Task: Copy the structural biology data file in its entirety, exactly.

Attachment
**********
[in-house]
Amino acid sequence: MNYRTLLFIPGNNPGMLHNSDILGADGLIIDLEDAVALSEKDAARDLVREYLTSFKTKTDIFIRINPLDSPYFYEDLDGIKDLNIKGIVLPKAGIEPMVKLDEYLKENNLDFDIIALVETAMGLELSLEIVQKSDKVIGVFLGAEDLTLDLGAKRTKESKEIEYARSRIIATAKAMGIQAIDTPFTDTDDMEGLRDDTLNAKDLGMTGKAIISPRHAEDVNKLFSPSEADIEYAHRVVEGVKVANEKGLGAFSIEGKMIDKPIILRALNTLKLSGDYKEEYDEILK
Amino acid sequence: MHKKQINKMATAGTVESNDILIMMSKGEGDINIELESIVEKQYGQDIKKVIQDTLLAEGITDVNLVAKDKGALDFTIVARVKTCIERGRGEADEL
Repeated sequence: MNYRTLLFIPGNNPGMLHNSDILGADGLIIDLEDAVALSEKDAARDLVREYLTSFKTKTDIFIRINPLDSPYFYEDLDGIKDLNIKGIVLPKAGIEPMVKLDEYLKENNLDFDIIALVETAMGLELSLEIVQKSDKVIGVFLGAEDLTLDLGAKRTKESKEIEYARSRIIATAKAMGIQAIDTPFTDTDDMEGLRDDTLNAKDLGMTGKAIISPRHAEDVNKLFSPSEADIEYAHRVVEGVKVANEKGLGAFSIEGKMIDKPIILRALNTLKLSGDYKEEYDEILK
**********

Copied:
[in-house]
Amino acid sequence: MNYRTLLFIPGNNPGMLHNSDILGADGLIIDLEDAVALSEKDAARDLVREYLTSFKTKTDIFIRINPLDSPYFYEDLDGIKDLNIKGIVLPKAGIEPMVKLDEYLKENNLDFDIIALVETAMGLELSLEIVQKSDKVIGVFLGAEDLTLDLGAKRTKESKEIEYARSRIIATAKAMGIQAIDTPFTDTDDMEGLRDDTLNAKDLGMTGKAIISPRHAEDVNKLFSPSEADIEYAHRVVEGVKVANEKGLGAFSIEGKMIDKPIILRALNTLKLSGDYKEEYDEILK
Amino acid sequence: MHKKQINKMATAGTVESNDILIMMSKGEGDINIELESIVEKQYGQDIKKVIQDTLLAEGITDVNLVAKDKGALDFTIVARVKTCIERGRGEADEL
Repeated sequence: MNYRTLLFIPGNNPGMLHNSDILGADGLIIDLEDAVALSEKDAARDLVREYLTSFKTKTDIFIRINPLDSPYFYEDLDGIKDLNIKGIVLPKAGIEPMVKLDEYLKENNLDFDIIALVETAMGLELSLEIVQKSDKVIGVFLGAEDLTLDLGAKRTKESKEIEYARSRIIATAKAMGIQAIDTPFTDTDDMEGLRDDTLNAKDLGMTGKAIISPRHAEDVNKLFSPSEADIEYAHRVVEGVKVANEKGLGAFSIEGKMIDKPIILRALNTLKLSGDYKEEYDEILK